Wednesday, December 01, 2010

FoodUSA: New law: Senate resisted a year, now House of Reps accepts Senate new version, and off it goes to the Prez's desk

Washington Post carries a detailed article by Lindsey Layton,  Senate passes sweeping food safety bill" (Nov30,2k10).

The Senate on Tuesday approved the biggest overhaul to the nation's food safety laws since the 1930s. The 73-to-25 vote gives vast new authorities to the Food and Drug Administration, places new responsibilities on farmers and food companies to prevent contamination, and -- for the first time - sets safety standards for imported foods, a growing part of the American diet.
The name in the forefront of the opposition is that of Glenn Beck who seems to hate the very idea of a Food and Drug Administration.  I don't.

But other perspectives are more telling -- "small farmers" who reporter Layton in WaPo mistakenly subsumes to the quarrel between "burgeoning local-food market" over against "major agriculture businesses."  I don't use the category  "snall farmer" and prefer instead "family farmer."  The chief concern of this appraoch is to choose for exemption those farmers who live on their land and have a more-than-hobbyist interest in the quality of their products / commodities in the marketplace.  But undoubtedly the new legislation contains a definition of "small farmer," where the absolute s+z of acreage is not the issue as such.  Why jettison "family" in the terminology?  Becawz bachelors may be owning and operating a farm, before they start their own families (or remain single)?  Or becawz the appearance of the word "family" in the formulation of the key concept of the new law m+t bring down the rage of anti-family lobbyists?  It's difficult to know in this day and age.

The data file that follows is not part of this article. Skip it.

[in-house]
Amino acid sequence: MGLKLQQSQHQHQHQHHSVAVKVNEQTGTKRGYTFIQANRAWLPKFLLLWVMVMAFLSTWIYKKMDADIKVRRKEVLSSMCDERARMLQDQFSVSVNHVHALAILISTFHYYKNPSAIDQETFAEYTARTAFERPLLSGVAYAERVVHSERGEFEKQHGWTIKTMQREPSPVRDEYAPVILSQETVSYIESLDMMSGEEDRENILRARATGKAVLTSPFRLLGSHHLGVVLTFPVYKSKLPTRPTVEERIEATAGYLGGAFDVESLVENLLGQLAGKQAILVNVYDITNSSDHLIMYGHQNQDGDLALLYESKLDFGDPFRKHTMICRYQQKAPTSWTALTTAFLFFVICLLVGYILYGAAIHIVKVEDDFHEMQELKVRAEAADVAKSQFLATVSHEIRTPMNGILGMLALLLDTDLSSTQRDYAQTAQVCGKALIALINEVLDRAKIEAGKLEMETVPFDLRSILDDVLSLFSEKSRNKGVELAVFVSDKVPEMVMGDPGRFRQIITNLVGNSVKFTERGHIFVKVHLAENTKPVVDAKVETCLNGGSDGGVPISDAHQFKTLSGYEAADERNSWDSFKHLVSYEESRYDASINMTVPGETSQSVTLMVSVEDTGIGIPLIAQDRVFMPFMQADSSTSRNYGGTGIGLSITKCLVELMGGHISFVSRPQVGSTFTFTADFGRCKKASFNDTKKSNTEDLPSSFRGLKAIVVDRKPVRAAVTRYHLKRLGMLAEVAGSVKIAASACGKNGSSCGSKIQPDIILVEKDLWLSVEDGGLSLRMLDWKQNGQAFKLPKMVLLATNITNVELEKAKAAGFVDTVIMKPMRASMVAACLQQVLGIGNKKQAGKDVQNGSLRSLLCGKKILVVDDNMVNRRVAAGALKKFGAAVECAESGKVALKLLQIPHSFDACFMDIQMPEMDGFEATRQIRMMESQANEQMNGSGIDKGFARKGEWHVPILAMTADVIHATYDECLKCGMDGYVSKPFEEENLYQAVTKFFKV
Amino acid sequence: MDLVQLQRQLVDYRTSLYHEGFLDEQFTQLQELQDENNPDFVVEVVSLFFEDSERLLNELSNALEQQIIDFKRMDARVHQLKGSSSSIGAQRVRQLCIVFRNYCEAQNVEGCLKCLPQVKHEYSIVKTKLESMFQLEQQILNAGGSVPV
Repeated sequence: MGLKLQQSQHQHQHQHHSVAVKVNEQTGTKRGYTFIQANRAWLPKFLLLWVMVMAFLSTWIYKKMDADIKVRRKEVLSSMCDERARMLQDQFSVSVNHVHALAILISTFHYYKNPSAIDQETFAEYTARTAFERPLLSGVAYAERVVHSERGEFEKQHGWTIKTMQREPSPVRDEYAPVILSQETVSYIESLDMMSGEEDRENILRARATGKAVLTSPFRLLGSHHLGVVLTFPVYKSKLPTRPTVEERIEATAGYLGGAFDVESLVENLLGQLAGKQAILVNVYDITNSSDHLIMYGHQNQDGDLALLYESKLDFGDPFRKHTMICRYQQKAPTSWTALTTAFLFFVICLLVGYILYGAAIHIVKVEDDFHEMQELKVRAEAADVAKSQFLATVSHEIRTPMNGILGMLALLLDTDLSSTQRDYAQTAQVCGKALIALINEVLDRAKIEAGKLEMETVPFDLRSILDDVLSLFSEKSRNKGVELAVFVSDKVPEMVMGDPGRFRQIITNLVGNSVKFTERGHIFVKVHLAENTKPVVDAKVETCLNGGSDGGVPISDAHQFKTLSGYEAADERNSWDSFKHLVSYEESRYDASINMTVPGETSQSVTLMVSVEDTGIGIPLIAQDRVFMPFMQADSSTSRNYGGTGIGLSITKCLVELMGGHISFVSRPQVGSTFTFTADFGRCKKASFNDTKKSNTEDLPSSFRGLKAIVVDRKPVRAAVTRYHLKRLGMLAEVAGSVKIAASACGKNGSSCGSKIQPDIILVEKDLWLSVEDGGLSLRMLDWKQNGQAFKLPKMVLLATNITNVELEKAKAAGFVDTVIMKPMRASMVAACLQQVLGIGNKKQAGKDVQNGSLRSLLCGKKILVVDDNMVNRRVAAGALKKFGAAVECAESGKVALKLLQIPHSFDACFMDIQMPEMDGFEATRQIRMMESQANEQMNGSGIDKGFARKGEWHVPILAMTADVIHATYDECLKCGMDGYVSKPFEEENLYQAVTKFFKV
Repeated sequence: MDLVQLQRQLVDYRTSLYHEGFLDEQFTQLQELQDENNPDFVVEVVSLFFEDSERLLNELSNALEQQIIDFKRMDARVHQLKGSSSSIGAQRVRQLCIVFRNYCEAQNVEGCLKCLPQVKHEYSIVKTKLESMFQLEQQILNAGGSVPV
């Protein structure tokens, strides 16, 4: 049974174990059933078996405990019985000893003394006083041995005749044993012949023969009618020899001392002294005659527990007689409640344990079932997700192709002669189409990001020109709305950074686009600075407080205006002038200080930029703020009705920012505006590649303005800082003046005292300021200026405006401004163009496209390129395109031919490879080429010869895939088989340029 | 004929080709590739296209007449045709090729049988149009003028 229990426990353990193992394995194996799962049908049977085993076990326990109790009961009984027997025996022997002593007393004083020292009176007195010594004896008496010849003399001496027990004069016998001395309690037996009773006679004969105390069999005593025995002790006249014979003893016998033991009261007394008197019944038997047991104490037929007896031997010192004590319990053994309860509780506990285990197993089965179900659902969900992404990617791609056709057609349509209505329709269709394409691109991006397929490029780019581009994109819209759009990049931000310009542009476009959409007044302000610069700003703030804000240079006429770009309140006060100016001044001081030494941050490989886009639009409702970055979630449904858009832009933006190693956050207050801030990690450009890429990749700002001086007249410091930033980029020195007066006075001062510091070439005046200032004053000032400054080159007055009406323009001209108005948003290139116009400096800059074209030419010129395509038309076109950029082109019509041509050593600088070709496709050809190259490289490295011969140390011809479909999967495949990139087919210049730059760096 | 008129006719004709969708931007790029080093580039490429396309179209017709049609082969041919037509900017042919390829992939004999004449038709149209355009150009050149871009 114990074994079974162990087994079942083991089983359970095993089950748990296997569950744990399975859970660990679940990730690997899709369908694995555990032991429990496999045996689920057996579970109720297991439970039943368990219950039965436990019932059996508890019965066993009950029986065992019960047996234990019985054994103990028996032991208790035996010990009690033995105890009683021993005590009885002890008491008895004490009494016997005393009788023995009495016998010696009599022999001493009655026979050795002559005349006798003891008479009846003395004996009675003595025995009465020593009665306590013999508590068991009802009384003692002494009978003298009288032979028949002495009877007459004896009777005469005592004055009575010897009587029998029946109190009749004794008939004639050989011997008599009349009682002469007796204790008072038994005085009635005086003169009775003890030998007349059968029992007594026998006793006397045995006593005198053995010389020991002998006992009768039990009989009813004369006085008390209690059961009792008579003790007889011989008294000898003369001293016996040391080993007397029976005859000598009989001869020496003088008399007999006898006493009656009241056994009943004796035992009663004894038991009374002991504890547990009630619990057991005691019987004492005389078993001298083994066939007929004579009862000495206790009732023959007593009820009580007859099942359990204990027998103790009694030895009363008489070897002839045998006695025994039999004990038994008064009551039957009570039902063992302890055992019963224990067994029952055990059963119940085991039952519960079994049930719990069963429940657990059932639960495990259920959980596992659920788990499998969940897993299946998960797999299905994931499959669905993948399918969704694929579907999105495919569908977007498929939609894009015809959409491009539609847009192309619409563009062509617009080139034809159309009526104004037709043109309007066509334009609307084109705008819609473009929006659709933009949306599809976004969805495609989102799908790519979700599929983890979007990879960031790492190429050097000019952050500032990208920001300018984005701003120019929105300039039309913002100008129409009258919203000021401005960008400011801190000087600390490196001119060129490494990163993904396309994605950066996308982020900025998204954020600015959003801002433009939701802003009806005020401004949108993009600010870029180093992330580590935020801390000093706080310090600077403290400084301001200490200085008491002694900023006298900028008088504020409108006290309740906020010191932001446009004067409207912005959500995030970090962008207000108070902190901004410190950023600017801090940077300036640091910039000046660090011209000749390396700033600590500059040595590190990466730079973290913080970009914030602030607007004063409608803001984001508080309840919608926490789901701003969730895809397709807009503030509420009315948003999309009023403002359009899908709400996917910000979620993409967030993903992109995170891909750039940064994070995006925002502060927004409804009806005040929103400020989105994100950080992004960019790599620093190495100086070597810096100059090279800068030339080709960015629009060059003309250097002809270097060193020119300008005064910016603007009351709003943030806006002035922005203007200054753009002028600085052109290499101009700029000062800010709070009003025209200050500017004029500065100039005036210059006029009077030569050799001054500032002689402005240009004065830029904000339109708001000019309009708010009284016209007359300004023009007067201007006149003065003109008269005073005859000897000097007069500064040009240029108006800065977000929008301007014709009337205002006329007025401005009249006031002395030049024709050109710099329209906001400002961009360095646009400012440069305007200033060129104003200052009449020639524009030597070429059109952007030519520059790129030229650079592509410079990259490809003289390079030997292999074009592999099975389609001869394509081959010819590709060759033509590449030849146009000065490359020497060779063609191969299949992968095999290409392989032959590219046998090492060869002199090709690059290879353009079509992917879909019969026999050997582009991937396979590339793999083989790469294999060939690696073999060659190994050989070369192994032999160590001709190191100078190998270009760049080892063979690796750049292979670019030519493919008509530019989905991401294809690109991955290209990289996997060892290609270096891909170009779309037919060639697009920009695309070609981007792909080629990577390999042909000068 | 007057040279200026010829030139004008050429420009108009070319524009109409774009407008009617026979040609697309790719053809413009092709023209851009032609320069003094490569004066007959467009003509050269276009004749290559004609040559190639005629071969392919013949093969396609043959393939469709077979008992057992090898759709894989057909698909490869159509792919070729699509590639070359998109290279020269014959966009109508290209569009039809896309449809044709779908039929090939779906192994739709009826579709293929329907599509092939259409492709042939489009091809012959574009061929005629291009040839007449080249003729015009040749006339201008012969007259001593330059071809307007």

The opposition to "the burgeoning local-food movement," "small farmers," "family farmers," and any truly deserving of the exemption proposed by Sen Jon Tester (D, Montana) is Produce Marketing Association and United Fresh Produce Association who "withdrew their support" for the House version, upon Sen Tester's amendment.  Senator Tester is a farmer.

"Food illnesses affect one in four Americans and kill 5,000 of them each year, according to government statistics. Tainted food has cost the industry billions of dollars in recalls, lost sales and legal expenses."  I tend to think that the big b+t will come when FDA follows the new standards set now for imported foods which will insist that food importers "verify that products grown and processed overseas meet safety standards."

Another take supplies some further details.  Says the email newsletter of DC Morning:

The Food Safety Modernization Act "would allow the FDA to mandate that a company recall a food product it suspects is infected," writes The Daily Caller's Matt Boyle. "The bill also expands the FDA’s inspection powers, and would force food producers to open their production facilities to more FDA inspections officers and follow new in-depth inspection procedures." Thanks to an amendment exempting farms that make less than $500,000 from stepped-up inspections, the bill is likely to pass. But at least one person is worried about the expansion of the FDA's power. “I think over time the powers given by the bill could possibly whittle away at the protection provided by [the amendment]," said Pete Kennedy, the president of the Farm to Consumer Legal Defense Fund. "[The FDA] will have broad power, and unfortunately under their existing power, what we see right now they seem to have three particular targets, which are raw milk, raw cheese, and supplements.” In case you're curious, here's what it looks like when the FDA decides to exercise its enforcement powers. 
-- EconoMix

No comments: